Using Kratom For Opioid Withdrawal: Is It Safe?

Medically Reviewed by Johnelle Smith, M.D on October 7, 2020

Kratom has been popularized as a substance that helps with opioid withdrawal over the last two decades, although Kratom use dates back to 1863 (and likely well before that).

Medically Reviewed by
Johnelle Smith, M.D on October 7, 2020
Kratom For Opioid Withdrawal

As with other natural substances, Kratom has been falsely marketed as a “safe” alternative for opioids, or a supplement to help manage opioid withdrawal symptoms. Ironically, many opioids are derived from the poppy plant, and though they could be considered natural, they are certainly not safe.

Nonetheless, people have reported using Kratom to self-detox from opioids. In turn, inpatient substance abuse treatment facilities have seen an increase in clients who enter rehab with a Kratom addiction and need treatment similar to those who come to treatment with an opioid addiction.

Currently, Kratom is legal at the federal level, however many states have made Kratom illegal, as well as many cities across the country. Kratom is illegal in Wisconsin, Arizona, Alabama, Indiana, Vermont, and Rhode Island.

What Is Kratom?

Kratom is an herbal extract, from the leaves of an evergreen tree native to Southeast Asia (Mitragyna speciosa), used for medicinal and recreational purposes. It is reported that Kratom has both stimulant and opioid-like effects for those who take Kratom.

Historically, Kratom has been used as a substitute for opium replacement, a stimulant to increase work effort, relieve fatigue, diabetes, diarrhea, pain, and fever.

People typically ingest Kratom orally, what used to be available as teas or raw leaves, is now available in capsules, concentrated extracts, tablets, and dried leaves. Dosages vary based on the type of Kratom, but it seems that 3 to 5 grams per dose, up to three times per day, is standard.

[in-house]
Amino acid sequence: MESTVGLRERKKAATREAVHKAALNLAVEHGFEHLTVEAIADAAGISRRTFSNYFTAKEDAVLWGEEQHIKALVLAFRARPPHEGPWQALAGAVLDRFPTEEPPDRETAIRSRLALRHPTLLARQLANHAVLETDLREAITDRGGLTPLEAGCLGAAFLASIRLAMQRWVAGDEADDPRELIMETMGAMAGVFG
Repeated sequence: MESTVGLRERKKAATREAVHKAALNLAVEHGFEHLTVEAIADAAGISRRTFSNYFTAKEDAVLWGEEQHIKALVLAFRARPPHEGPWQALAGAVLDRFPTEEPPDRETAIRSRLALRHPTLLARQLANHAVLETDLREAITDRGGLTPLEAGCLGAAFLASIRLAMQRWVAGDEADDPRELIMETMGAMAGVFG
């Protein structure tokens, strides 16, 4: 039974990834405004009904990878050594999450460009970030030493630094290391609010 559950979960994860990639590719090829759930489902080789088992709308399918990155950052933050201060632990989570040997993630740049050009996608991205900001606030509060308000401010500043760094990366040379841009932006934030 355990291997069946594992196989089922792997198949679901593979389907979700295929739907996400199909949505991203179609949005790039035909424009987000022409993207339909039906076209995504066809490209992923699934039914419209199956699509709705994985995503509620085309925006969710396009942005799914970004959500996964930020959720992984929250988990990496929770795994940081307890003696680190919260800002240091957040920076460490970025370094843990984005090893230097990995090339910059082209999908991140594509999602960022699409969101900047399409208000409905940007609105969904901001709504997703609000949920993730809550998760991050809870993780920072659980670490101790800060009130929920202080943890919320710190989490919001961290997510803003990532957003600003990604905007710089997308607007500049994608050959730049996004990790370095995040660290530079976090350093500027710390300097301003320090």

However, Kratom is unregulated, and therefore a person can never know for sure how much Kratom is actually in what they are ingesting. As with other substances that are not regulated, Kratom has been mixed with a variety of substances, including other opioids and synthetic compounds.

Is Kratom An Opioid?

Kratom has not been classified as an opioid, however, scientists have established several factors that make the answer to this question very complex.

For example:

  • Kratom contains an opioid agonist, opioids are opioid agonists
  • People have become dependent on Kratom, people become dependent on opioids
  • Kratom is addictive, opioids are addictive
  • Kratom has similar withdrawal symptoms as opioid withdrawal
  • Kratom overdoses can be reversed with Narcan, which does the same for opioids
  • Pregnant women who have used Kratom have had babies that were born with neonatal abstinence syndrome, like those babies born to women with heroin addiction

The Drug Enforcement Administration attempted to add Kratom to Schedule I of the Controlled Substance List, but due to public backlash, the request was withdrawn.

Kratom is not currently labeled as an opioid or controlled substance.

Kratom For Opioid Withdrawal

Ingesting Kratom while experiencing opioid withdrawal may ease some of the withdrawal symptoms, but it is not without consequence. Kratom acts on opioid receptors in a similar fashion as opioids. In essence, it is more of a replacement than an alternative.

Kratom is addictive, and there is a risk of overdose as well. At least 36 deaths have been a result of Kratom use.

The symptoms of Kratom withdrawal eerily mirror the withdrawal symptoms of opioid withdrawal, including:

  • anxiety
  • nausea
  • no appetite
  • hallucinations
  • seizures

Although many distributors of Kratom support its use as a detox for opioids, these claims are not supported by researchers.

Research has found that Kratom has interactions with other drugs. This can be especially dangerous when a person is trying to detox at home from opioids. It is always ill-advised to mix substances, but it is never a good idea to do so during opioid withdrawal without supervision.

Supervised Opioid Detox

Detoxing from opioids is typically a very uncomfortable experience, but participating in a medically supervised detox that offers treatment for opioid use disorder (OUD), will help.

These programs allow the participant to receive medications and approved medication-assisted treatments (MATs) to help ease the discomfort associated with opioid withdrawal.

When a person attends a certified OUD treatment facility, they also have access to substance abuse treatment that is individually tailored to each person, which may include vocational or educational training, substance abuse treatment, case management, health care, and a number of other services.

Treatment For Opioid And Kratom Addiction

The best way to stop abusing opioids or Kratom is to seek assistance from a rehab program that specializes in opioid addiction treatment.

Our specialists are available to help you find a location that will help you safely detox and offer quality substance abuse treatment options. Reach out to us today.

This page does not provide medical advice. See more

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